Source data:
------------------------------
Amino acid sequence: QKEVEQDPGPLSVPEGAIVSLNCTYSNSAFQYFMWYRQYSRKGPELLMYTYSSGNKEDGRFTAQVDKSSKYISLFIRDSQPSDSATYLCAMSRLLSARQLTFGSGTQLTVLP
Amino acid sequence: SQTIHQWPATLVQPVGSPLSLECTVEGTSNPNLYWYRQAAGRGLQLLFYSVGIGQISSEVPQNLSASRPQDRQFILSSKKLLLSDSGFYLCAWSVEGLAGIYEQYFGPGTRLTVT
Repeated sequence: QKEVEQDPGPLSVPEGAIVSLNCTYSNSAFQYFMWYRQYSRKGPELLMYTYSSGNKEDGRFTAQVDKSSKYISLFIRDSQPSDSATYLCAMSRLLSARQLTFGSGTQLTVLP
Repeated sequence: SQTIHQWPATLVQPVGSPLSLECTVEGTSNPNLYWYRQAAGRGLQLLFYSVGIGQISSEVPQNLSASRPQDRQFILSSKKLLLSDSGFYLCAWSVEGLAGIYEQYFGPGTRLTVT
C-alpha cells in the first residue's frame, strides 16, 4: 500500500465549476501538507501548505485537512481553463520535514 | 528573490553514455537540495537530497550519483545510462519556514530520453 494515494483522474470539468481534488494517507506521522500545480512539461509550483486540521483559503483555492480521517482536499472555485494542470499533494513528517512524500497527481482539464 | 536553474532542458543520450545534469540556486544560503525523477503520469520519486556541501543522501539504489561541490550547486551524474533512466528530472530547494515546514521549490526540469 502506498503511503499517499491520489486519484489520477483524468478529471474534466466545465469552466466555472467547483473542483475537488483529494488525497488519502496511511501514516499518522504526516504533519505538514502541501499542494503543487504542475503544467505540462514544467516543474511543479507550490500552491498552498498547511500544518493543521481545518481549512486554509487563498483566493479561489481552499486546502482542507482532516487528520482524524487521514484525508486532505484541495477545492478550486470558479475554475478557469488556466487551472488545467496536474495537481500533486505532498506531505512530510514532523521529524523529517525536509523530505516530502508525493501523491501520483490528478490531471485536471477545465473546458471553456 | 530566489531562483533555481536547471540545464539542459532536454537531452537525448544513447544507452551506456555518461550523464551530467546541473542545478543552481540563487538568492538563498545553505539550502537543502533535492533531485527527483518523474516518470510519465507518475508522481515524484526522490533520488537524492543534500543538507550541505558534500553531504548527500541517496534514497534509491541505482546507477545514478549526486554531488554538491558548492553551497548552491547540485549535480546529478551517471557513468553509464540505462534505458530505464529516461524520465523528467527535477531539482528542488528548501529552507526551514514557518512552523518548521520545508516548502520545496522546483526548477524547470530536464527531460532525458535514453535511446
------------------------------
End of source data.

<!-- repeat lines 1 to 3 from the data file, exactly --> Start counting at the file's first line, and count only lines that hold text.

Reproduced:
Amino acid sequence: QKEVEQDPGPLSVPEGAIVSLNCTYSNSAFQYFMWYRQYSRKGPELLMYTYSSGNKEDGRFTAQVDKSSKYISLFIRDSQPSDSATYLCAMSRLLSARQLTFGSGTQLTVLP
Amino acid sequence: SQTIHQWPATLVQPVGSPLSLECTVEGTSNPNLYWYRQAAGRGLQLLFYSVGIGQISSEVPQNLSASRPQDRQFILSSKKLLLSDSGFYLCAWSVEGLAGIYEQYFGPGTRLTVT
Repeated sequence: QKEVEQDPGPLSVPEGAIVSLNCTYSNSAFQYFMWYRQYSRKGPELLMYTYSSGNKEDGRFTAQVDKSSKYISLFIRDSQPSDSATYLCAMSRLLSARQLTFGSGTQLTVLP